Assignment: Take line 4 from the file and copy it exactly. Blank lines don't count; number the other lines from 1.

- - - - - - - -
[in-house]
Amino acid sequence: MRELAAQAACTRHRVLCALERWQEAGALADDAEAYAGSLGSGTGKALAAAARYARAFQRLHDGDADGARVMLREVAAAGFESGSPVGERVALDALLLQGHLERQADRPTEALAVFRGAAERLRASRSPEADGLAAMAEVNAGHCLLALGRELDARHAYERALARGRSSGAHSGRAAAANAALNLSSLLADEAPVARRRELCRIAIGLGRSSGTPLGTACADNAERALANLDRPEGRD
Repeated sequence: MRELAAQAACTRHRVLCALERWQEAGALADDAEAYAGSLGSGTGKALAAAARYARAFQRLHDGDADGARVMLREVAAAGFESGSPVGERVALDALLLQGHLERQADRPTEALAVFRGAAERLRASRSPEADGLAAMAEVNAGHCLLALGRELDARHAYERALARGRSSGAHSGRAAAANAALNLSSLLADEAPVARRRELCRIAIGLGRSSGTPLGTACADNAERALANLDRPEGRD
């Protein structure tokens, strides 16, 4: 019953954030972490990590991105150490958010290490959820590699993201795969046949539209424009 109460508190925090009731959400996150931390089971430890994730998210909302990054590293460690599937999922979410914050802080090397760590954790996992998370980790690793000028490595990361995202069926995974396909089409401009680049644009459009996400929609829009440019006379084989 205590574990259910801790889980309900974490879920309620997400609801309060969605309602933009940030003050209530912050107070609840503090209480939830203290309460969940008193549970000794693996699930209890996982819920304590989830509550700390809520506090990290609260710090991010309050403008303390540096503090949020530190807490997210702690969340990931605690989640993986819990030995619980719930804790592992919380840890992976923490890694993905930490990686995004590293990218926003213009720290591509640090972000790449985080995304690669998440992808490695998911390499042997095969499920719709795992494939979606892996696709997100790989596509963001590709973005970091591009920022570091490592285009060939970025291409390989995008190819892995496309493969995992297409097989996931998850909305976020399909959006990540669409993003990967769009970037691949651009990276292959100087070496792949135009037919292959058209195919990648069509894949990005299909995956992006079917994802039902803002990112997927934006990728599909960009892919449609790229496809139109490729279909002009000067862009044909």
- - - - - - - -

């Protein structure tokens, strides 16, 4: 019953954030972490990590991105150490958010290490959820590699993201795969046949539209424009 109460508190925090009731959400996150931390089971430890994730998210909302990054590293460690599937999922979410914050802080090397760590954790996992998370980790690793000028490595990361995202069926995974396909089409401009680049644009459009996400929609829009440019006379084989 205590574990259910801790889980309900974490879920309620997400609801309060969605309602933009940030003050209530912050107070609840503090209480939830203290309460969940008193549970000794693996699930209890996982819920304590989830509550700390809520506090990290609260710090991010309050403008303390540096503090949020530190807490997210702690969340990931605690989640993986819990030995619980719930804790592992919380840890992976923490890694993905930490990686995004590293990218926003213009720290591509640090972000790449985080995304690669998440992808490695998911390499042997095969499920719709795992494939979606892996696709997100790989596509963001590709973005970091591009920022570091490592285009060939970025291409390989995008190819892995496309493969995992297409097989996931998850909305976020399909959006990540669409993003990967769009970037691949651009990276292959100087070496792949135009037919292959058209195919990648069509894949990005299909995956992006079917994802039902803002990112997927934006990728599909960009892919449609790229496809139109490729279909002009000067862009044909």